AIU could give you an opportunity to advance your creative and technical abilities in areas such as building professional soundtracks, including effects editing, automatic dialog replacement (ADR), dialog editing, audio sweetening and foleying, composing and mixing music for films and videos, and enhancing moving images with innovative sound design. For a Bachelor of Fine Arts in Media Production with a specialization in Audio Production and Sound Design, your classes may include:
Music Production I
Students learn multi-track recording, advanced MIDI applications, pre-production and various techniques and strategies for recording live drums, bass, guitar and vocals. Students are also introduced to key concepts in mixing music within a stereo environment.
Music Production II
Students learn advanced production techniques including how to work with talent, multiple microphone instrument recording, advanced engineering techniques and studio signal flow.
Students will be taken through a series of listening exercises designed to teach them to listen critically to frequency, loudness (expressed in decibels), distortion and time based effects. Focus will be placed upon developing basic listening skills that lead to accurate analysis of recorded sound.
Music Mixing and Mastering
Working with a series of pre-recorded music sessions students will focus on mixing techniques and be able to creatively utilize effects, processors and automation.
MIDI and Electronic Music
n introductory course focusing on the creation of music via MIDI (Musical Instrument Digital Interface). Students learn how to record, sequence and edit their own music using a computer with appropriate software and MIDI keyboard.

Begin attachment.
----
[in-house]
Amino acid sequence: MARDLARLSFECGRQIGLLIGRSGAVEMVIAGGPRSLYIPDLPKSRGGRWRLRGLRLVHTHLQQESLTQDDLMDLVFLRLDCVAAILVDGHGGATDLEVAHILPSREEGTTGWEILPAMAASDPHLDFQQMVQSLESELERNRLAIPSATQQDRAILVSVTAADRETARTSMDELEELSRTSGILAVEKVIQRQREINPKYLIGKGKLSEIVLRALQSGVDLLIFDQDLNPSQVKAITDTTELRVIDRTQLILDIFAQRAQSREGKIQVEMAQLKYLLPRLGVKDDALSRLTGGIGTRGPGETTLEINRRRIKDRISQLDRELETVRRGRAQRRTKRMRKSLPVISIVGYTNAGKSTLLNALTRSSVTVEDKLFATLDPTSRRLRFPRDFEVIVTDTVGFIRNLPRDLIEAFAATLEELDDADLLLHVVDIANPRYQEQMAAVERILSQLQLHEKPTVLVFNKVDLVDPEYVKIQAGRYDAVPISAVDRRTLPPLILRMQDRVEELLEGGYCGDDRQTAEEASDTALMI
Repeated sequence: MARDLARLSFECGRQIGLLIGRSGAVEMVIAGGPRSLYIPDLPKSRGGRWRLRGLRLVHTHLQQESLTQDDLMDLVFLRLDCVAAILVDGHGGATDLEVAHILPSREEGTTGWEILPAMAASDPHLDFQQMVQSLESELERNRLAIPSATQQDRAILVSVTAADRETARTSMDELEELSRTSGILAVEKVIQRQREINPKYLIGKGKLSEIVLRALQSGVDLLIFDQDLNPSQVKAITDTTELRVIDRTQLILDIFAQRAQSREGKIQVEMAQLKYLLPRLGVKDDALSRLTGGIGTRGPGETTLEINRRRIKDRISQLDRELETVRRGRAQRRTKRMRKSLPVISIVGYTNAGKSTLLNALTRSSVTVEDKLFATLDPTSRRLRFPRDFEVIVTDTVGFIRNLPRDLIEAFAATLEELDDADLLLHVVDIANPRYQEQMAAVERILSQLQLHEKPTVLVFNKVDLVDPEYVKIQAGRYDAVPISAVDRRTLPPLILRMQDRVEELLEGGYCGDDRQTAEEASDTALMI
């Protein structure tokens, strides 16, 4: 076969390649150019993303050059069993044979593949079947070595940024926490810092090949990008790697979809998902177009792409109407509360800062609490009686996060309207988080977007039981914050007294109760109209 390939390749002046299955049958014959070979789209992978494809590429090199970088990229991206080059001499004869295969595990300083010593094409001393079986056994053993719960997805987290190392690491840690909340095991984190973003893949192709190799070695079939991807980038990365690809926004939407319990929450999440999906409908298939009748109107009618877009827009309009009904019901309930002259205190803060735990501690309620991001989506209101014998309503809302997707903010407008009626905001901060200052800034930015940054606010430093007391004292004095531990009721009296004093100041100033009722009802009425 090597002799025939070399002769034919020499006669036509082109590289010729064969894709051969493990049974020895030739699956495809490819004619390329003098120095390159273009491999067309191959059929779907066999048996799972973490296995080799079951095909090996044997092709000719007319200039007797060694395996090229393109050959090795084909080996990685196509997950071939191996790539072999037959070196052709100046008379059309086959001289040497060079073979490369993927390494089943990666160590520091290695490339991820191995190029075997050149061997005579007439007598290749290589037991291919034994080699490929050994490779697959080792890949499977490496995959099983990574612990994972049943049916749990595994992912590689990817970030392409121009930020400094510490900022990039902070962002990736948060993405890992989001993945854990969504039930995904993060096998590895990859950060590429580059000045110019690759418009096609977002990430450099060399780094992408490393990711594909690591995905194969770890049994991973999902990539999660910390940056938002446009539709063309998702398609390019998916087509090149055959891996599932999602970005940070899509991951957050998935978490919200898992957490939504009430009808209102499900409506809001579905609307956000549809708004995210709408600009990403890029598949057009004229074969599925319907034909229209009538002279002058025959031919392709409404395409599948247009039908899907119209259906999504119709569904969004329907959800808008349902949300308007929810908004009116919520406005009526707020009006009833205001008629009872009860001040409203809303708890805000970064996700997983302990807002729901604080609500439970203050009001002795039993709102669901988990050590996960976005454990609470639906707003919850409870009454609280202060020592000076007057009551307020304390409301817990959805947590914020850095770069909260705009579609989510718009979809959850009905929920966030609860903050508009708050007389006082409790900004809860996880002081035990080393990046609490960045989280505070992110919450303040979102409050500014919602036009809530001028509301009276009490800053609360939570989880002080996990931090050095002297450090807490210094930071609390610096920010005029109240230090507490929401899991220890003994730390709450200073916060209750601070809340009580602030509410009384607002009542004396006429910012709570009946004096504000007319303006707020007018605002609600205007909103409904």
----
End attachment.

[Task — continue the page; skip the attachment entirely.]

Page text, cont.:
Musicianship for Engineers
Students will explore a variety of music subjects within the context of audio recording and production. Specific topics include music fundamentals, music theory, form and styles, and basic aural and keyboarding skills.
Sound Design I
Students focus on the creative role of the sound designer, learning to create and mix sonic landscapes that enhance the moving image. Students in this course will collaborate with those enrolled in DFAP 401 Senior Project I to develop a complete movie soundtrack.
History of Recorded Music
A survey of recorded music, this course gives a broad overview of the major developments in music since the advent of recording, and places those developments in a social context.
Producing and Engineering
In this class students will develop and apply advanced multitrack recording techniques, advanced song production, talent direction, and studio communication skills in several music projects.
Advanced Producing and Engineering
Students continue to develop skills in microphone selection and placement technique, advanced studio signal flow (including console), artist interaction and extensive recording engineering pre-production.
Postproduction and Recording
Students develop skills needed to create a professional film soundtrack, including: effects editing, automatic dialog replacement (ADR), dialog editing and Foley recording.
Music for Picture
Students learn to compose music for a variety of film and video-based projects. Each assignment is mixed to stereo and subsequently laid back to picture.